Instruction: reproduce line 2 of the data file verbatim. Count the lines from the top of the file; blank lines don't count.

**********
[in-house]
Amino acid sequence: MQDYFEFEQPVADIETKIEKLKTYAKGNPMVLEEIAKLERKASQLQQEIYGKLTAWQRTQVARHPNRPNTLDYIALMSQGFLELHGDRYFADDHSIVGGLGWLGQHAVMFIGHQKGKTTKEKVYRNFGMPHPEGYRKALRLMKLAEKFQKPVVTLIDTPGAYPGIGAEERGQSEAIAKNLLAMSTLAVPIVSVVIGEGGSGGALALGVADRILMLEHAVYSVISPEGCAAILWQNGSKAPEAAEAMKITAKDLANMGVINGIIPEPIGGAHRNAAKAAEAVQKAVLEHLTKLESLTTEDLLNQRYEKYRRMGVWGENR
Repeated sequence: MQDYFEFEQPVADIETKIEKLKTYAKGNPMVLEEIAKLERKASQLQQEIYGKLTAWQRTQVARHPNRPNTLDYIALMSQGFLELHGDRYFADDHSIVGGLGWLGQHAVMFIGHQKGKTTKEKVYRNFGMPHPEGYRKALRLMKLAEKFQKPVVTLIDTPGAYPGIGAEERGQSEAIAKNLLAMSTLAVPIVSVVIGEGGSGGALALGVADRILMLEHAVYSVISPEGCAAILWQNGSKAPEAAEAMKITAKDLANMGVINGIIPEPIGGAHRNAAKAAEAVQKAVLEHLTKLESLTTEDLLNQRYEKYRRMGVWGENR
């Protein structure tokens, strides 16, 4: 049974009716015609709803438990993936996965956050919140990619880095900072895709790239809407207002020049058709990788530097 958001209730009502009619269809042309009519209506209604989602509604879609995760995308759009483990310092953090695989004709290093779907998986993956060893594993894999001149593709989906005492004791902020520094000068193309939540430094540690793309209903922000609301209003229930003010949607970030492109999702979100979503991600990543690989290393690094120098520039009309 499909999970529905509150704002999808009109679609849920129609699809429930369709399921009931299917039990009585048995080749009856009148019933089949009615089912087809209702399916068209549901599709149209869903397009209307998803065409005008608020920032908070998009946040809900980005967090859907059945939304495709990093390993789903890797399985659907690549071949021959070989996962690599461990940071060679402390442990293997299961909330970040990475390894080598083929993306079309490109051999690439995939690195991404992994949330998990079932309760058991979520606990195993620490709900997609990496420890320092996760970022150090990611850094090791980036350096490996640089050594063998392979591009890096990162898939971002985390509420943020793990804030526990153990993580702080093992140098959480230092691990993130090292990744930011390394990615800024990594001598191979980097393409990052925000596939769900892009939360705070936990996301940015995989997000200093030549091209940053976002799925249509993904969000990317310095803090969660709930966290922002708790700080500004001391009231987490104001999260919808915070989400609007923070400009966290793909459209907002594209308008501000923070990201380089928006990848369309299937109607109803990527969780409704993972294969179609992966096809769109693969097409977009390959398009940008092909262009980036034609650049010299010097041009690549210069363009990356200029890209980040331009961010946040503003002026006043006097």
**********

Amino acid sequence: MQDYFEFEQPVADIETKIEKLKTYAKGNPMVLEEIAKLERKASQLQQEIYGKLTAWQRTQVARHPNRPNTLDYIALMSQGFLELHGDRYFADDHSIVGGLGWLGQHAVMFIGHQKGKTTKEKVYRNFGMPHPEGYRKALRLMKLAEKFQKPVVTLIDTPGAYPGIGAEERGQSEAIAKNLLAMSTLAVPIVSVVIGEGGSGGALALGVADRILMLEHAVYSVISPEGCAAILWQNGSKAPEAAEAMKITAKDLANMGVINGIIPEPIGGAHRNAAKAAEAVQKAVLEHLTKLESLTTEDLLNQRYEKYRRMGVWGENR